E – Environmental changes
Several weeks ago, we discussed how certain environments are inherently bad for continued successful communication. Environments that are noisy and dark, such restaurants, tend to make communication, especially when someone has a hearing loss, much more difficult. In the previous blog post that discussed poor environments for communication, it was suggested that changing the situation—finding a new environment that fosters better communication, would be helpful. The focus of this post is how to change an environment that may not be ideal for communication and make it more suitable. By making a few easy changes to your home, you will be able to better support easy and effective communication that may improve conversation, especially with someone who has hearing loss.
An example of an environmental change is to incorporate many soft surfaces, such as rugs and carpets, upholstered furniture, throws, pillows, and cloth drapes into your decor in order to improve the acoustics of the room. Soft surfaces will absorb the sound, instead of causing it to bounce off, as sound does on hard surfaces. If a room has a lot of hard surfaces, where the sound waves are being reflected back into the room, it causes rooms to sound echoy and noisy. Another example of something that can be done to your home environment to make communication easier is to have a lot of bright lights available. Having adequate lighting improves visibility allowing a person, with or without hearing loss, to use all of his or her visual cues. Refer to our blog post on May 11th to review the benefits of visual information for effective communication.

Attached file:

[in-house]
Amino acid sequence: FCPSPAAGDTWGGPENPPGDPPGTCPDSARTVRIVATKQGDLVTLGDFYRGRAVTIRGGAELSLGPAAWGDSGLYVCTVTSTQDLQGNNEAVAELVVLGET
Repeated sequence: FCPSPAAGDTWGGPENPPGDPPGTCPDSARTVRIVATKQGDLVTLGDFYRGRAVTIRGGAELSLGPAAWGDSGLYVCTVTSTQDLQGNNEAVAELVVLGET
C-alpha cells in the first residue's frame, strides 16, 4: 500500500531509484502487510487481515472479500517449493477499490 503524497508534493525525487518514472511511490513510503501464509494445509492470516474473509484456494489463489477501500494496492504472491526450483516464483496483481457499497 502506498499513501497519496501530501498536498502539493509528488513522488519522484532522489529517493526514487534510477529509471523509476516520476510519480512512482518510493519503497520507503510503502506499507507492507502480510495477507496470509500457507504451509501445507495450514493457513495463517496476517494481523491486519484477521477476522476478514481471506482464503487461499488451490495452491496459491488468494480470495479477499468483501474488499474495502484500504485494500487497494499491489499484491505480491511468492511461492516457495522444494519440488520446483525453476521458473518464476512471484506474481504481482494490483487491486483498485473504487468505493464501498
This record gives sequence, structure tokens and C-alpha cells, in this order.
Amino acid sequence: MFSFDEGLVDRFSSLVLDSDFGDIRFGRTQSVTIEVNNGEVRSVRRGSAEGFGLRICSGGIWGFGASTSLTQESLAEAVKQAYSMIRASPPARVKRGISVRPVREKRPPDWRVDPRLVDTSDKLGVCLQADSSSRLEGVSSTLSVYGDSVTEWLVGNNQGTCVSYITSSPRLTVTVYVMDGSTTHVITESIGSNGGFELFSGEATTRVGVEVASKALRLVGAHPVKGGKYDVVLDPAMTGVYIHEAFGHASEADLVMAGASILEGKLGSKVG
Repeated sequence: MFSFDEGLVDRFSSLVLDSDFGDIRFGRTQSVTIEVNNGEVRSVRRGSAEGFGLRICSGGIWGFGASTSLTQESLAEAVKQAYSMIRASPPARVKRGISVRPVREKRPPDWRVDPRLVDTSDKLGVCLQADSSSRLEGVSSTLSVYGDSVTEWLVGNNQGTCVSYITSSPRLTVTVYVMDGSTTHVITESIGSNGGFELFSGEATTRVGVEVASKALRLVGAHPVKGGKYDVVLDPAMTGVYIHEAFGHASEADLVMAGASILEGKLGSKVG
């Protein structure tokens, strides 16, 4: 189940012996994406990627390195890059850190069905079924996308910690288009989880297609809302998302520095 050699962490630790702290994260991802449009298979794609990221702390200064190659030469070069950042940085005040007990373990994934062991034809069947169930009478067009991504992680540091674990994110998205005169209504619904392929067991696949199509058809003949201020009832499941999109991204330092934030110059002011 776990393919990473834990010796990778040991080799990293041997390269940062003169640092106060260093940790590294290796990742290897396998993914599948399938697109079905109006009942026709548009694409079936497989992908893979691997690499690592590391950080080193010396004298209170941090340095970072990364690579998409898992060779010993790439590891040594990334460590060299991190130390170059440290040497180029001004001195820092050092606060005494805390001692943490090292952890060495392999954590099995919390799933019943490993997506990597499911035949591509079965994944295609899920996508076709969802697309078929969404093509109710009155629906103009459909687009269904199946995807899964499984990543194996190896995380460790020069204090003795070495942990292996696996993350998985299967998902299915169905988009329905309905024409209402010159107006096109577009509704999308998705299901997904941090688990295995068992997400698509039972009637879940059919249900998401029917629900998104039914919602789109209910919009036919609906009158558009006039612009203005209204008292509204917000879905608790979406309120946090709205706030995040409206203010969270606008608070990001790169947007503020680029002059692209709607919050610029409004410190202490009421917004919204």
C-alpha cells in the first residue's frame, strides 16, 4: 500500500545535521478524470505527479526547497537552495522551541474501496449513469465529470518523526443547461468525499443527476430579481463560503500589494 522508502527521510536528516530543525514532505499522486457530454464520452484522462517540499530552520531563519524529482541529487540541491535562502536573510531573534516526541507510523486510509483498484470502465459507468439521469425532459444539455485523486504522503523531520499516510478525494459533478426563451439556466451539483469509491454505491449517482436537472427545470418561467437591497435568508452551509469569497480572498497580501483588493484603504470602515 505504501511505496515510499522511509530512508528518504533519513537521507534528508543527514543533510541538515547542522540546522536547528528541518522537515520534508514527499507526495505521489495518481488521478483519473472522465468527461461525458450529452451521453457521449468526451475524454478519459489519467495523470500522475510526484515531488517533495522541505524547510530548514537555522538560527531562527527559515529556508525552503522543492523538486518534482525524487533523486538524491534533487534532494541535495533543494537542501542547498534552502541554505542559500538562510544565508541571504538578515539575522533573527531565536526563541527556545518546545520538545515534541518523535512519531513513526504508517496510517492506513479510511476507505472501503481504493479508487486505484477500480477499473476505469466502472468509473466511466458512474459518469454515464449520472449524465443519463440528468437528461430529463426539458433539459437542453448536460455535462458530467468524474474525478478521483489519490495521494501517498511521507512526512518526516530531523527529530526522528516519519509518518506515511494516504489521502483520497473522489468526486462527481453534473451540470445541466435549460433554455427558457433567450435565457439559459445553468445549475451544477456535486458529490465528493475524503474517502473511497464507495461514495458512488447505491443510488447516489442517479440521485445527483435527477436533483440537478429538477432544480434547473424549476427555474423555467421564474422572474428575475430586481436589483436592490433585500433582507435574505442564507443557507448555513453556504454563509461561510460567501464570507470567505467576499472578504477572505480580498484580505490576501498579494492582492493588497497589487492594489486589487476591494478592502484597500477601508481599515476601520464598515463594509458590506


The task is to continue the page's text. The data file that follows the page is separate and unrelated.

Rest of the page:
Lastly, decreasing the amount of extraneous noise, such as the TV, radio, kitchen noise, etc., is also really helpful in promoting successful communication. If there is background noise that is as loud or almost as loud as what you are trying to hear, it is going to make understanding conversation difficult, even for people with normal hearing. If a person has a hearing loss, understanding speech in the presence of background noise is even more frustrating.
If we take a look at our scenario, we can see that the environment is actually fairly conducive to good communication. There are many soft surfaces in the room—drapes, rugs, the couch, and a lot good lighting sources as well—the windows are wide open and letting in lots of light. The only issue with the scenario is that the TV is playing loudly while the woman is trying to talk to the man. Ideally, if the woman had wanted to ensure successful communication, she would have asked if she could turn the TV down before she started talking with the man.
This concludes our blog series on communication strategies. We hope that you found WATCH and CARE to be helpful approaches to remembering effective ways to promote successful communication. Tomorrow we will begin a new series of blogs for the summer. Also, we have an exciting give-away that we will announce at the end of our first blog in the summer series!